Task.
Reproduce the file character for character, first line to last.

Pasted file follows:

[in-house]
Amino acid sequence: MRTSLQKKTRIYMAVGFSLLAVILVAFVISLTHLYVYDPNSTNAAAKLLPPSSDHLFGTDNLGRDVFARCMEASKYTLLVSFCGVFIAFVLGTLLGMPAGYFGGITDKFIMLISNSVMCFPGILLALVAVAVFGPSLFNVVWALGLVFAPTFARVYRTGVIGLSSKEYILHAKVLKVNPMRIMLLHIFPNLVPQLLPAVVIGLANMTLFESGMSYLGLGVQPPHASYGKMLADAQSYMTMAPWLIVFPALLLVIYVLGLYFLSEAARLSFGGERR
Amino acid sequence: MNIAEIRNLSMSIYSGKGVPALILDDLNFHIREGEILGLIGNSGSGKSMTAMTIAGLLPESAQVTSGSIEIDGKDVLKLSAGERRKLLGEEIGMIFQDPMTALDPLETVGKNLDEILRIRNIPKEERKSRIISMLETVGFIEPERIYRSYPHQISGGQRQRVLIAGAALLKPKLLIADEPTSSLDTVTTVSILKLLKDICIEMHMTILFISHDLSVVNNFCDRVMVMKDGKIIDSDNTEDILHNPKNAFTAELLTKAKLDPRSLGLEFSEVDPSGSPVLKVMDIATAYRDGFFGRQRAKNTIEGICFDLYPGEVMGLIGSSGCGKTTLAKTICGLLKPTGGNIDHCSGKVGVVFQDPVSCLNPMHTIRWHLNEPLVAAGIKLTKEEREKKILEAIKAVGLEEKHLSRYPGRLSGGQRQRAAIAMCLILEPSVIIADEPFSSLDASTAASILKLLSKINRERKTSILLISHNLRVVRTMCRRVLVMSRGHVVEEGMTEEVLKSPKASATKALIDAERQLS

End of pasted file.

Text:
[in-house]
Amino acid sequence: MRTSLQKKTRIYMAVGFSLLAVILVAFVISLTHLYVYDPNSTNAAAKLLPPSSDHLFGTDNLGRDVFARCMEASKYTLLVSFCGVFIAFVLGTLLGMPAGYFGGITDKFIMLISNSVMCFPGILLALVAVAVFGPSLFNVVWALGLVFAPTFARVYRTGVIGLSSKEYILHAKVLKVNPMRIMLLHIFPNLVPQLLPAVVIGLANMTLFESGMSYLGLGVQPPHASYGKMLADAQSYMTMAPWLIVFPALLLVIYVLGLYFLSEAARLSFGGERR
Amino acid sequence: MNIAEIRNLSMSIYSGKGVPALILDDLNFHIREGEILGLIGNSGSGKSMTAMTIAGLLPESAQVTSGSIEIDGKDVLKLSAGERRKLLGEEIGMIFQDPMTALDPLETVGKNLDEILRIRNIPKEERKSRIISMLETVGFIEPERIYRSYPHQISGGQRQRVLIAGAALLKPKLLIADEPTSSLDTVTTVSILKLLKDICIEMHMTILFISHDLSVVNNFCDRVMVMKDGKIIDSDNTEDILHNPKNAFTAELLTKAKLDPRSLGLEFSEVDPSGSPVLKVMDIATAYRDGFFGRQRAKNTIEGICFDLYPGEVMGLIGSSGCGKTTLAKTICGLLKPTGGNIDHCSGKVGVVFQDPVSCLNPMHTIRWHLNEPLVAAGIKLTKEEREKKILEAIKAVGLEEKHLSRYPGRLSGGQRQRAAIAMCLILEPSVIIADEPFSSLDASTAASILKLLSKINRERKTSILLISHNLRVVRTMCRRVLVMSRGHVVEEGMTEEVLKSPKASATKALIDAERQLS